“Do you understand me, Darwin, do you understand me or don’t you understand me. This one is a little hard to understand. After all, he says he wants to be a politician,” Zelaya added, provoking jeers from the audience.
Our roots: Mel Zelaya’s program
Some Indigenous people call Our Roots (Nuestras Raíces) “Mel Zelaya’s program,” because it was Zelaya who convened leaders of the Garífuna, Miskitos and other Indigenous peoples. He also announced that the program would be implemented through the Solidarity Network (Red Solidaria), under instruction of the president.
Zelaya’s ascendancy in his wife’s government has been constant. In addition to his current role as advisor, at least ten officials of his government have been included in the Castro administration, this despite the fact that they had pending court matters.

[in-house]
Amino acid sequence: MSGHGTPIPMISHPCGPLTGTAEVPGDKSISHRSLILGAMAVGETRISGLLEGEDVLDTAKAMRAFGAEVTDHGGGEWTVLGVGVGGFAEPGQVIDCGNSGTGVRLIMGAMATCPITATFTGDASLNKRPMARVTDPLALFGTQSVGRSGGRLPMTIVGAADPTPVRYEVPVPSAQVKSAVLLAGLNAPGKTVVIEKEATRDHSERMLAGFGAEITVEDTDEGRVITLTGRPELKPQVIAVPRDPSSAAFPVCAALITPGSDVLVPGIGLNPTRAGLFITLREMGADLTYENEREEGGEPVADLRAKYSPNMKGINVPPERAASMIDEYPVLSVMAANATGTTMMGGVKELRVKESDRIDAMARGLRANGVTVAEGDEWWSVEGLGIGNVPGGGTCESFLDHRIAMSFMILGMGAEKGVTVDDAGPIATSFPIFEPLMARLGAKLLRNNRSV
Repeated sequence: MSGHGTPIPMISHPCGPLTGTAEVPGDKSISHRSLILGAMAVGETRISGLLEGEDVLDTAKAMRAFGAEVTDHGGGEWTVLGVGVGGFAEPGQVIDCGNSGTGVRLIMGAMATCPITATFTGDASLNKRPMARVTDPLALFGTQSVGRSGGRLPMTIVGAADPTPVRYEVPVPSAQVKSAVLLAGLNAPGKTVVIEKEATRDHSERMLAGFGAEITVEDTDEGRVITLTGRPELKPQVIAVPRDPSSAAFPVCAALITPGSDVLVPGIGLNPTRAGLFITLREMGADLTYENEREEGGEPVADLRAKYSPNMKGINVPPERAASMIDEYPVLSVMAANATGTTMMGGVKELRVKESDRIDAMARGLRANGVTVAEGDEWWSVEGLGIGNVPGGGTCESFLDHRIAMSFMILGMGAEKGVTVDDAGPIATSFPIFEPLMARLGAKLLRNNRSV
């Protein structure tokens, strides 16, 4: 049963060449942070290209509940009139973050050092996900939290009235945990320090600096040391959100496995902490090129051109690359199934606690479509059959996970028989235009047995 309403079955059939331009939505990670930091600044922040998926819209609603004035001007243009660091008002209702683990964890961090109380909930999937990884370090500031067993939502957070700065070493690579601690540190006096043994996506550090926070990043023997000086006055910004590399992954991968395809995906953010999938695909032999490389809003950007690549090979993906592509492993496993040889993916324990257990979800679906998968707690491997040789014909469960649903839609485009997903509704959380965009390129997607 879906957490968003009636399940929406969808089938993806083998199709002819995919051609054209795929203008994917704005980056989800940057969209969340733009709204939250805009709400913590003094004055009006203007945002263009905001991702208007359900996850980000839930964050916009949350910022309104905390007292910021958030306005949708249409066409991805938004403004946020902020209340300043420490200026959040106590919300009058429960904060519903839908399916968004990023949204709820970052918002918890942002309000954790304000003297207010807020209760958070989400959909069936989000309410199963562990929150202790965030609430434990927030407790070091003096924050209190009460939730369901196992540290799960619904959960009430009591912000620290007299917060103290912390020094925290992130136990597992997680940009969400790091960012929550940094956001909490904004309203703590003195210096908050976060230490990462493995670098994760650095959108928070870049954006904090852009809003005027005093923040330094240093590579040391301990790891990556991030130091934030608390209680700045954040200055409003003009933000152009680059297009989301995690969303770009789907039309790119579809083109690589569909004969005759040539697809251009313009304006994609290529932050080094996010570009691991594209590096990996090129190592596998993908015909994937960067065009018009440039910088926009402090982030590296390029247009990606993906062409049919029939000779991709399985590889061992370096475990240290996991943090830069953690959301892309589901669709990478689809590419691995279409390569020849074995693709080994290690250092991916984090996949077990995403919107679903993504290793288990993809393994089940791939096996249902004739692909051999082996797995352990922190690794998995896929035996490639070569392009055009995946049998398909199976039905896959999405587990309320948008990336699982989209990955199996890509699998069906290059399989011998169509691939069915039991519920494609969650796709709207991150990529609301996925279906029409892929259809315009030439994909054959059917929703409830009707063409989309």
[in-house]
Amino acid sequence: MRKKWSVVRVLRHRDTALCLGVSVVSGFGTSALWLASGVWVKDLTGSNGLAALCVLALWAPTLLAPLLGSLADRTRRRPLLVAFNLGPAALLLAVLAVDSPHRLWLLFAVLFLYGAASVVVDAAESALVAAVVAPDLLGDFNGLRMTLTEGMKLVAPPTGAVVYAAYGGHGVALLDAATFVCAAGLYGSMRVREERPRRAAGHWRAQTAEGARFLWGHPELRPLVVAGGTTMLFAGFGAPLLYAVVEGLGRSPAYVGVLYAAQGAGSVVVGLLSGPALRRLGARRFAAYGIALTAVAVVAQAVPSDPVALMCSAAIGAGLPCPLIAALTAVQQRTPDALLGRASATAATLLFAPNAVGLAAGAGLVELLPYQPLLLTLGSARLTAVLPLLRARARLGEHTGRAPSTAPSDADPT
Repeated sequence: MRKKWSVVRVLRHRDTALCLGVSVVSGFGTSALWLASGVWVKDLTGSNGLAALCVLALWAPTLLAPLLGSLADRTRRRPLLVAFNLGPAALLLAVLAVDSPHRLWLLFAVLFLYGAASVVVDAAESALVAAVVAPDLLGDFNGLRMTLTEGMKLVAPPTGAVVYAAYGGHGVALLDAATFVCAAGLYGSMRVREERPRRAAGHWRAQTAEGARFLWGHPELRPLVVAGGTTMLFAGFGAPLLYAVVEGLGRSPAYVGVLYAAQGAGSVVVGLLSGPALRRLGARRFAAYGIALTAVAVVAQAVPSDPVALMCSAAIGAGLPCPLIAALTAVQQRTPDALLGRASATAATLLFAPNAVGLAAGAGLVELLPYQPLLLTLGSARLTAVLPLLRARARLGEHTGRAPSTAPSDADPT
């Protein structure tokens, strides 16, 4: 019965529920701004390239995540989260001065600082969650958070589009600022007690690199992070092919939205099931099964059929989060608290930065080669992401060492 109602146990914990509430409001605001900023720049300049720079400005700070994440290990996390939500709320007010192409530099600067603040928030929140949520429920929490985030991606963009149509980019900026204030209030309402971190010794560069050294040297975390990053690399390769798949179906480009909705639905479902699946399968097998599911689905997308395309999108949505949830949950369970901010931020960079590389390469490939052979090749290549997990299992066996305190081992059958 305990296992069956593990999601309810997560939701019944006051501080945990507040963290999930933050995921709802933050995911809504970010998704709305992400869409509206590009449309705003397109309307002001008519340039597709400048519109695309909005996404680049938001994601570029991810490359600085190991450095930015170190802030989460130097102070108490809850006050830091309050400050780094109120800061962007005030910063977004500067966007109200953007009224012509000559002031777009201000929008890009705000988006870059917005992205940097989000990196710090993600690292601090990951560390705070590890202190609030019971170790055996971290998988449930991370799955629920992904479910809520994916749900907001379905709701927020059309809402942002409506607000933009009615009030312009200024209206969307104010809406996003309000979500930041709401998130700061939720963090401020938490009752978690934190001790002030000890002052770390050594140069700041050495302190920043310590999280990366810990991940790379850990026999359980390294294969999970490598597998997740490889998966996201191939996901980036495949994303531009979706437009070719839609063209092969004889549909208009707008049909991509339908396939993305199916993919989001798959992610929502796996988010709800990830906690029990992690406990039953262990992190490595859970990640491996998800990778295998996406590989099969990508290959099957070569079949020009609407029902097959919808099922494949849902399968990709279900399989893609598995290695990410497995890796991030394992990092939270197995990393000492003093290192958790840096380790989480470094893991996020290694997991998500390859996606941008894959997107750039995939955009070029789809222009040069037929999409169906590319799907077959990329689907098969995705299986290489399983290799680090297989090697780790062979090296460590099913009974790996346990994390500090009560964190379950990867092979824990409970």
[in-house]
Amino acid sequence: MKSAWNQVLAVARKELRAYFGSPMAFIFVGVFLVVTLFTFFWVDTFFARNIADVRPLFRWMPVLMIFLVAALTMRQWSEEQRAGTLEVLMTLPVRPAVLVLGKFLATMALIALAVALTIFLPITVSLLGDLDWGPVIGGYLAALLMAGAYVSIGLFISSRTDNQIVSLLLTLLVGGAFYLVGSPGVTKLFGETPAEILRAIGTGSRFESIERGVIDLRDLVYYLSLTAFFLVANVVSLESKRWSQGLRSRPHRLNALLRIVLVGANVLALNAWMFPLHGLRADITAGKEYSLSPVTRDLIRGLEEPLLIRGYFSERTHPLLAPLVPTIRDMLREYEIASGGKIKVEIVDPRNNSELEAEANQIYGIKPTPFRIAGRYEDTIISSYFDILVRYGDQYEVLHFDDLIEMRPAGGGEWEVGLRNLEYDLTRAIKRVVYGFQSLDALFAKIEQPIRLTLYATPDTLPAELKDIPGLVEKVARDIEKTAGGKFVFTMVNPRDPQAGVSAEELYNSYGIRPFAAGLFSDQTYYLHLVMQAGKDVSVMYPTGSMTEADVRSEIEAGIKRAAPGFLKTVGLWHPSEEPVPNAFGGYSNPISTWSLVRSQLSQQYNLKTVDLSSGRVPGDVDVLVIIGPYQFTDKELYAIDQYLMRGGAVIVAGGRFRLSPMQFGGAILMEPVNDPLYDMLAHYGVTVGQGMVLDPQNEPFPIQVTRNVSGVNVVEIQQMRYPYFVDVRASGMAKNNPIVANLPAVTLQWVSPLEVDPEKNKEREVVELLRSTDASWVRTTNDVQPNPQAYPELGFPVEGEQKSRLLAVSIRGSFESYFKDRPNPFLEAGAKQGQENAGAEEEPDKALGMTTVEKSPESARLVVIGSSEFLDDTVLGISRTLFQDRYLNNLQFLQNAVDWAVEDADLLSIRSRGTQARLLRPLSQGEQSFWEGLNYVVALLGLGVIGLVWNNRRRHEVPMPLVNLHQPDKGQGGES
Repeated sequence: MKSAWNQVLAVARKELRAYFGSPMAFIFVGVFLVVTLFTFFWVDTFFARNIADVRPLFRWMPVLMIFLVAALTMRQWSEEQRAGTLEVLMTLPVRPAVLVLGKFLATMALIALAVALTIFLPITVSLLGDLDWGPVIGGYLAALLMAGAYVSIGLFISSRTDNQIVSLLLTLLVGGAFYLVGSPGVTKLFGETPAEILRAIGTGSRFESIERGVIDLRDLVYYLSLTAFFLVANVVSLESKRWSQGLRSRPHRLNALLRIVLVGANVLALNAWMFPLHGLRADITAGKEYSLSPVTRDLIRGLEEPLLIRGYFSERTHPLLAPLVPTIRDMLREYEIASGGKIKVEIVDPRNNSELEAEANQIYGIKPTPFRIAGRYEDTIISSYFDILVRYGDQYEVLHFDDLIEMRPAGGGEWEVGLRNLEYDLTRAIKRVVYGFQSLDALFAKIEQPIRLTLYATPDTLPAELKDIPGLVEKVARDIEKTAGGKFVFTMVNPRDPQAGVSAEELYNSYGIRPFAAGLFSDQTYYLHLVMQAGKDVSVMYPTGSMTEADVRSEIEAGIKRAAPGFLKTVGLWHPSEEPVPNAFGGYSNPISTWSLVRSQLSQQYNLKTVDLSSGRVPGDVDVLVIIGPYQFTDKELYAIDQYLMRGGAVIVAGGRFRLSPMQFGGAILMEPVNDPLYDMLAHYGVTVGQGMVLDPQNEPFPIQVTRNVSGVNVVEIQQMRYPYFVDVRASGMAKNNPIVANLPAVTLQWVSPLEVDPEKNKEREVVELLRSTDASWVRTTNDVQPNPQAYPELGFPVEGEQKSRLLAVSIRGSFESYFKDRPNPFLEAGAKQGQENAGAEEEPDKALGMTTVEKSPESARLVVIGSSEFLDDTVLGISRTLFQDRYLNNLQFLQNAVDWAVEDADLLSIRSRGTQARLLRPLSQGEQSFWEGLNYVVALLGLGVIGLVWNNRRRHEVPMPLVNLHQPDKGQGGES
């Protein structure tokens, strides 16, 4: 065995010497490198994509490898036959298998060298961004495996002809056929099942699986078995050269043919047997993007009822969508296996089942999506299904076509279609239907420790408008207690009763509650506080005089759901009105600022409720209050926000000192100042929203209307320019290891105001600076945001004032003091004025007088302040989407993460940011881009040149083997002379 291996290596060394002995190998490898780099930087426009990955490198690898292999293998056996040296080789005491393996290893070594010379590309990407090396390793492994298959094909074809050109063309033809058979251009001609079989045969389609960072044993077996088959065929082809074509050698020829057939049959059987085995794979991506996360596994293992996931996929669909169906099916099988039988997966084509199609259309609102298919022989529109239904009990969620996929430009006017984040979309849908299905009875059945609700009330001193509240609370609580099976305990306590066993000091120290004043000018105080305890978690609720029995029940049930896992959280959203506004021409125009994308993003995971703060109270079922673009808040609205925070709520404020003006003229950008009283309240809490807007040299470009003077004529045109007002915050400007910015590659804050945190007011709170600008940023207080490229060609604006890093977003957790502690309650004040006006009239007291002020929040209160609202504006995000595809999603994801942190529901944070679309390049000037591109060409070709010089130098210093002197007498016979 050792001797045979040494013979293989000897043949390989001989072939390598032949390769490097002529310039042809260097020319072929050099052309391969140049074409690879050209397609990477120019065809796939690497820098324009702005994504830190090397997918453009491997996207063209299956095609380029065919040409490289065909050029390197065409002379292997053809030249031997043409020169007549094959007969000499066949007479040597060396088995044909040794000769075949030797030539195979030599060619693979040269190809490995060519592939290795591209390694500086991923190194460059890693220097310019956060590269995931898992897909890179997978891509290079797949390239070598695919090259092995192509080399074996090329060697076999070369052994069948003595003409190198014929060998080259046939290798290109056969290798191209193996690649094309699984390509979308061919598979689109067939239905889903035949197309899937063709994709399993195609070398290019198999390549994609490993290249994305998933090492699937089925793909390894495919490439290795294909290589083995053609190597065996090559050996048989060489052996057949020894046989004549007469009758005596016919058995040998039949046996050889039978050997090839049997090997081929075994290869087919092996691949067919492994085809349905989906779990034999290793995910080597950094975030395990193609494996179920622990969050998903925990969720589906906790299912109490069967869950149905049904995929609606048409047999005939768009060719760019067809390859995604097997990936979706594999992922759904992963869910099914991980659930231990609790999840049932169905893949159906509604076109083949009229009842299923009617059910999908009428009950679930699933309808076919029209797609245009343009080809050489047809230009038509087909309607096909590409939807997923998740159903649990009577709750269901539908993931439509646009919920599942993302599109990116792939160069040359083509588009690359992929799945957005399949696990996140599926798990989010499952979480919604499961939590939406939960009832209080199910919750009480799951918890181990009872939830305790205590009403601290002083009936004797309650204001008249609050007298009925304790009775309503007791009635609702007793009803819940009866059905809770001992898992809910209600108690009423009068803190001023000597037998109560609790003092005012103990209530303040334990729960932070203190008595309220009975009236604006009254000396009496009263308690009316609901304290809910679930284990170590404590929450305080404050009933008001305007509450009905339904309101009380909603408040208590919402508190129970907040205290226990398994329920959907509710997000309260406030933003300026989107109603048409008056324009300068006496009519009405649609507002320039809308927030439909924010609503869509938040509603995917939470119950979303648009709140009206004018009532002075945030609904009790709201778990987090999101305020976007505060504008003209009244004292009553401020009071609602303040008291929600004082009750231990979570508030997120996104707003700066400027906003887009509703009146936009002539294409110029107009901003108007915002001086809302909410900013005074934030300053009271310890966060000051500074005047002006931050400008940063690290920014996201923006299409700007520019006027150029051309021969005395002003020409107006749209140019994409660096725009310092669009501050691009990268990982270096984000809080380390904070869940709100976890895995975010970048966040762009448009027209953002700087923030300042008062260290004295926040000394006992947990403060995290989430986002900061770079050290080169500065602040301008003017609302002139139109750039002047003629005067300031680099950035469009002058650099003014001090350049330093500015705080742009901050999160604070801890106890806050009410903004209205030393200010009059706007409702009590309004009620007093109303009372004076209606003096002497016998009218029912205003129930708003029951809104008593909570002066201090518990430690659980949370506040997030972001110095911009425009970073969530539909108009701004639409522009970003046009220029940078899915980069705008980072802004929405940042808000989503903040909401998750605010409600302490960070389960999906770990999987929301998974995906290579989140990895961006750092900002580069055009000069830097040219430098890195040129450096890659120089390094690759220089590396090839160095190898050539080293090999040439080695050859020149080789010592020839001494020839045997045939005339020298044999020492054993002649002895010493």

The Ministry of Social Development is no exception: the current vice minister of Sedesol and executive director of the Solidarity Action Program (Programa de Accion Solidaria – Proasol), Olga Lydia Díaz, was director of the Family Allowance Program (Programa de Asignación Familiar, Praf) under Zelaya and, according to a report published in 2011, one of the promoters of the fourth ballot box referendum in Colón department. In February 2009, another report questioned her for signing a contract two years earlier that benefited businessperson Amilcar Bulnes via clauses that were detrimental to the interests of the government.